Keeping Silence, Being Flesh
Advent, the season of preparation for the coming of our Lord and King Jesus Christ, is upon us in full force. This preparation, though, is not the frenzied finish to pre-Christmas shopping, nor the frantic preparations of a family preparing to add a new member, but a preparation in silence.
It’s fair to ask how this could possibly be, given the fact that this is the noisiest time of the year, in perhaps the noisiest year in human history (certainly there were worse and more eventful years, but never before has the world had such universal access to our ears). How are we to quietly, meditatively prepare for Christ’s coming?
This question takes on added importance when we remember that our preparation is not just for the celebration of the Incarnation, but also for his second coming. Pope Saint John Paul the Great said rightly that we are an Easter people, living in the afterglow of Christ’s victory over death, but we are equally an Advent people, always preparing for the messiah, always making straight the way of the Lord.
Our silent preparation for Christmas, then, should become an integral part of our way of life. It should permeate our joys and our sorrows, losses and celebrations, as we carry with us the constant reminder that all has not yet been made right, but that it will be. To be an Advent people is to soberly recognize the state of the world around us, and to ask the Lord that his kingdom come.
This is all well and good, but the practicals remain a glaring question mark. How are we to go about this preparation, to create this silence? The Church is helpful in guiding us here. Advent is, like Lent, a penitential season. It is a time for fasting, serving, and self-denial. Perhaps it is helpful to find the noisy parts of our lives, the places that the chaos of the world gets in, and shut those out for the remainder of the season. A small fast can be incredibly helpful in creating space in our lives for quiet, and it’s amazing to see how God works when we give him this space.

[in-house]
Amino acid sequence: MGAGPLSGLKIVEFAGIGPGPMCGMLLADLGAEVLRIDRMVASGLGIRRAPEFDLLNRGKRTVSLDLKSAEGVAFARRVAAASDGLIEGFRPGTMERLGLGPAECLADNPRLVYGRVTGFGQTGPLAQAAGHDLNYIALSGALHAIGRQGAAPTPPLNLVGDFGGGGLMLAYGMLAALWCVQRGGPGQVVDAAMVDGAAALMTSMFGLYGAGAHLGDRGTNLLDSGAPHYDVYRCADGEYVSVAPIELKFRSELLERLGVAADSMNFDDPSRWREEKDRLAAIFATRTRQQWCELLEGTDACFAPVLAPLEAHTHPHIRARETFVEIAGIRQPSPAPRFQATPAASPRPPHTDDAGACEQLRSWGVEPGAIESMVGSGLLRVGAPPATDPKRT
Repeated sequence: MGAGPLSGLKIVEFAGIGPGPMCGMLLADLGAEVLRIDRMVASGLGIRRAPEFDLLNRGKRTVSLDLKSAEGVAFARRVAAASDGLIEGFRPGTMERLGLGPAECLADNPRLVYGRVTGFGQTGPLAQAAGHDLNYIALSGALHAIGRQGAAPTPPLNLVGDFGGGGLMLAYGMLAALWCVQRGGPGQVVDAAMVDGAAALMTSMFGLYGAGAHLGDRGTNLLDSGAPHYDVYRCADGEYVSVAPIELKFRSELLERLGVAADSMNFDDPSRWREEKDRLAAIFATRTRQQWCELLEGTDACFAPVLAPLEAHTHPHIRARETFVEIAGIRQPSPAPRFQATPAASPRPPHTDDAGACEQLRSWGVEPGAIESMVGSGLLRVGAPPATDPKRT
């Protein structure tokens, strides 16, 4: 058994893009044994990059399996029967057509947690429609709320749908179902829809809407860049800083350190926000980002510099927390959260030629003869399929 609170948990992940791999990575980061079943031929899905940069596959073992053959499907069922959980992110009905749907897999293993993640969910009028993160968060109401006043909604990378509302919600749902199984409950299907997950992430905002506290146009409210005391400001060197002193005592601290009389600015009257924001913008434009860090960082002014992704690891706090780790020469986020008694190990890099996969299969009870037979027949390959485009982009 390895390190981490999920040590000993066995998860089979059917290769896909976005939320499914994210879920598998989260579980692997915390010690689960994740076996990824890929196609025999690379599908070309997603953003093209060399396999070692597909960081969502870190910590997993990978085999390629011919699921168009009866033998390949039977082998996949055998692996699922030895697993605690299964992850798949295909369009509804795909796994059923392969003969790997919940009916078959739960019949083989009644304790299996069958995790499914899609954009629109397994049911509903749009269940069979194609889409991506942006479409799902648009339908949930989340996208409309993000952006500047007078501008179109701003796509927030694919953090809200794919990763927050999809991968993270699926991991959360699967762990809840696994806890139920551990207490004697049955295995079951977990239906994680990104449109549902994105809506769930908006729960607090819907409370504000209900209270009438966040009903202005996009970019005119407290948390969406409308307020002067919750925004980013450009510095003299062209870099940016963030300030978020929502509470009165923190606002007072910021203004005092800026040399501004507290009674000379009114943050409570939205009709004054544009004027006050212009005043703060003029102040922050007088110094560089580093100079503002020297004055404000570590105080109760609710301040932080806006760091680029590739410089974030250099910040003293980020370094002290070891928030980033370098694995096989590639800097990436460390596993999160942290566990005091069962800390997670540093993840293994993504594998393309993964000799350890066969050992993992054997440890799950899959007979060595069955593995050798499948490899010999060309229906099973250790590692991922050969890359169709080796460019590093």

Perhaps unsurprisingly, though, I want to hone in on the idea of service in this season. We are about to celebrate the mystery of the incarnation: God becoming man. It’s important to consider what that means. God, in his infinite power and lacking nothing, chose to take on bodily need. In becoming flesh, and poor flesh at that, he made flesh sacred in a new way. He gave new meaning to the truth that all humanity is made in the image and likeness of God, because God became human. To prepare for his coming, then, is to practice receiving Christ, something he taught us is done when we receive the “least of these” or feed the hungry, clothe the naked, and visit the sick and imprisoned. Our preparation for the coming of Christ, our making straight the way of the Lord, is, like everything else, a call to action, not noisily, looking for praise or recognition, but doing quiet, local good for those in need.
I want to leave you, dear reader, with the lyrics of the second greatest Advent hymn: Let All Mortal Flesh Keep Silence. I want to encourage you to read over this verse, wonder at the miracle of God becoming human, and consider what that means for us as humans.
And with fear and trembling stand;
Ponder nothing earthly-minded,
For with blessing in His hand,
Christ our God to earth descendeth,
Our full homage to demand.
As of old on earth He stood,
Lord of lords, in human vesture,
In the body and the blood;
He will give to all the faithful
His own self for heav’nly food.
Spreads its vanguard on the way,
As the Light of light descendeth
From the realms of endless day,
That the pow’rs of hell may vanish
As the darkness clears away.
Cherubim with sleepless eye,
Veil their faces to the presence,
As with ceaseless voice they cry:
Alleluia, Lord Most High!”
Know of our prayers for you this advent season, and we look forward to celebrating Christmas with you all.
Andy Brandt is a Senior at Kansas State. You can find him writing about Catholicism, Politics, and Justice at https://medium.com/@